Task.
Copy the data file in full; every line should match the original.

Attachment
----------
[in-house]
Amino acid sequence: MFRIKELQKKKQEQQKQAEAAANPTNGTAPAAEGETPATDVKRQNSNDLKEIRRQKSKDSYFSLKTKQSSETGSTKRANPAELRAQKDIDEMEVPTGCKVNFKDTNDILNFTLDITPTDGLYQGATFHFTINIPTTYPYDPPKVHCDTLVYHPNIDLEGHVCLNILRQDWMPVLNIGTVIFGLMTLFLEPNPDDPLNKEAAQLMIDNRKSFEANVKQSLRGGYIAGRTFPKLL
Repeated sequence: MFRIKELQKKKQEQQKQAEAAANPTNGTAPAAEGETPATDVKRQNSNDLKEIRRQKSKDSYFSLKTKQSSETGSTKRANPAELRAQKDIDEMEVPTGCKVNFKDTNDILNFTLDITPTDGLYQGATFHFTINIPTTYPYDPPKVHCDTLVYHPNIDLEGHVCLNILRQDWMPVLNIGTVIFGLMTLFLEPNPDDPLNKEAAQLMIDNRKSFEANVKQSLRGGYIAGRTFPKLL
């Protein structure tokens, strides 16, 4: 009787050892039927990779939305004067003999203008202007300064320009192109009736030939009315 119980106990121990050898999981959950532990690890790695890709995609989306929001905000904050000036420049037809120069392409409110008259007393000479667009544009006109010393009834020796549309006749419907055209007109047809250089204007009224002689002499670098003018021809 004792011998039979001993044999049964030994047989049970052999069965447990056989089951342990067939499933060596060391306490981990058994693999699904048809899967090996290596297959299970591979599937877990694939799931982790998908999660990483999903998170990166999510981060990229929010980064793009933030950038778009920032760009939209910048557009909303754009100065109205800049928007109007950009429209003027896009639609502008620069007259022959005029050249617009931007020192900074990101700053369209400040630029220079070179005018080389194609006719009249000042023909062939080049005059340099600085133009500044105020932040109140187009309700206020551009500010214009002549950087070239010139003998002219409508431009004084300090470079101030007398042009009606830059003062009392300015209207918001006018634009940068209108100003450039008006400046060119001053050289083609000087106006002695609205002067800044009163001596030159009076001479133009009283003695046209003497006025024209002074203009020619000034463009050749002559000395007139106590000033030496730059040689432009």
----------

[in-house]
Amino acid sequence: MFRIKELQKKKQEQQKQAEAAANPTNGTAPAAEGETPATDVKRQNSNDLKEIRRQKSKDSYFSLKTKQSSETGSTKRANPAELRAQKDIDEMEVPTGCKVNFKDTNDILNFTLDITPTDGLYQGATFHFTINIPTTYPYDPPKVHCDTLVYHPNIDLEGHVCLNILRQDWMPVLNIGTVIFGLMTLFLEPNPDDPLNKEAAQLMIDNRKSFEANVKQSLRGGYIAGRTFPKLL
Repeated sequence: MFRIKELQKKKQEQQKQAEAAANPTNGTAPAAEGETPATDVKRQNSNDLKEIRRQKSKDSYFSLKTKQSSETGSTKRANPAELRAQKDIDEMEVPTGCKVNFKDTNDILNFTLDITPTDGLYQGATFHFTINIPTTYPYDPPKVHCDTLVYHPNIDLEGHVCLNILRQDWMPVLNIGTVIFGLMTLFLEPNPDDPLNKEAAQLMIDNRKSFEANVKQSLRGGYIAGRTFPKLL
């Protein structure tokens, strides 16, 4: 009787050892039927990779939305004067003999203008202007300064320009192109009736030939009315 119980106990121990050898999981959950532990690890790695890709995609989306929001905000904050000036420049037809120069392409409110008259007393000479667009544009006109010393009834020796549309006749419907055209007109047809250089204007009224002689002499670098003018021809 004792011998039979001993044999049964030994047989049970052999069965447990056989089951342990067939499933060596060391306490981990058994693999699904048809899967090996290596297959299970591979599937877990694939799931982790998908999660990483999903998170990166999510981060990229929010980064793009933030950038778009920032760009939209910048557009909303754009100065109205800049928007109007950009429209003027896009639609502008620069007259022959005029050249617009931007020192900074990101700053369209400040630029220079070179005018080389194609006719009249000042023909062939080049005059340099600085133009500044105020932040109140187009309700206020551009500010214009002549950087070239010139003998002219409508431009004084300090470079101030007398042009009606830059003062009392300015209207918001006018634009940068209108100003450039008006400046060119001053050289083609000087106006002695609205002067800044009163001596030159009076001479133009009283003695046209003497006025024209002074203009020619000034463009050749002559000395007139106590000033030496730059040689432009």